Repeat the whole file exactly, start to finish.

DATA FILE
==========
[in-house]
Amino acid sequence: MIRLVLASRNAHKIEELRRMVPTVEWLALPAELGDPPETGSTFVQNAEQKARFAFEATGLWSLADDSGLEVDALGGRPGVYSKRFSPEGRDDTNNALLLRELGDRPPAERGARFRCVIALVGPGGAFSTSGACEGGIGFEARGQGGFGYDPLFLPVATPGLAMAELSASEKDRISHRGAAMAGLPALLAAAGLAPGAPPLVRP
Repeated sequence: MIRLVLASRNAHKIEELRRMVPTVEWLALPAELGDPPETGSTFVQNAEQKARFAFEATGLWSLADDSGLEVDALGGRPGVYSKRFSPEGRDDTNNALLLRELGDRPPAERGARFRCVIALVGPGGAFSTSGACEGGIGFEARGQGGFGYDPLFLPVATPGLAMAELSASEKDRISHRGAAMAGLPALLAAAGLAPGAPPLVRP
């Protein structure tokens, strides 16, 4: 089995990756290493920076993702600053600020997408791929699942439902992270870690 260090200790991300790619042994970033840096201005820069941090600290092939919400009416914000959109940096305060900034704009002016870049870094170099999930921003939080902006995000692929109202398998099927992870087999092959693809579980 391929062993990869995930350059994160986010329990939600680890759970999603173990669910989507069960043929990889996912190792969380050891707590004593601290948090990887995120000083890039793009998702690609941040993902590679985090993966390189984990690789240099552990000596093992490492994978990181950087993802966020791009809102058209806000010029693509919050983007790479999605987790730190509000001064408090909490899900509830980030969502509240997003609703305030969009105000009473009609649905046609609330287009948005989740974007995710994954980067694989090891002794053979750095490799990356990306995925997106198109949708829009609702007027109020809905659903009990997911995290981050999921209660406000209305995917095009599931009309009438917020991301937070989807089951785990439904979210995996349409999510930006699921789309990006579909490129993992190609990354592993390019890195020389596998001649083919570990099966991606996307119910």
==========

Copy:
[in-house]
Amino acid sequence: MIRLVLASRNAHKIEELRRMVPTVEWLALPAELGDPPETGSTFVQNAEQKARFAFEATGLWSLADDSGLEVDALGGRPGVYSKRFSPEGRDDTNNALLLRELGDRPPAERGARFRCVIALVGPGGAFSTSGACEGGIGFEARGQGGFGYDPLFLPVATPGLAMAELSASEKDRISHRGAAMAGLPALLAAAGLAPGAPPLVRP
Repeated sequence: MIRLVLASRNAHKIEELRRMVPTVEWLALPAELGDPPETGSTFVQNAEQKARFAFEATGLWSLADDSGLEVDALGGRPGVYSKRFSPEGRDDTNNALLLRELGDRPPAERGARFRCVIALVGPGGAFSTSGACEGGIGFEARGQGGFGYDPLFLPVATPGLAMAELSASEKDRISHRGAAMAGLPALLAAAGLAPGAPPLVRP
């Protein structure tokens, strides 16, 4: 089995990756290493920076993702600053600020997408791929699942439902992270870690 260090200790991300790619042994970033840096201005820069941090600290092939919400009416914000959109940096305060900034704009002016870049870094170099999930921003939080902006995000692929109202398998099927992870087999092959693809579980 391929062993990869995930350059994160986010329990939600680890759970999603173990669910989507069960043929990889996912190792969380050891707590004593601290948090990887995120000083890039793009998702690609941040993902590679985090993966390189984990690789240099552990000596093992490492994978990181950087993802966020791009809102058209806000010029693509919050983007790479999605987790730190509000001064408090909490899900509830980030969502509240997003609703305030969009105000009473009609649905046609609330287009948005989740974007995710994954980067694989090891002794053979750095490799990356990306995925997106198109949708829009609702007027109020809905659903009990997911995290981050999921209660406000209305995917095009599931009309009438917020991301937070989807089951785990439904979210995996349409999510930006699921789309990006579909490129993992190609990354592993390019890195020389596998001649083919570990099966991606996307119910």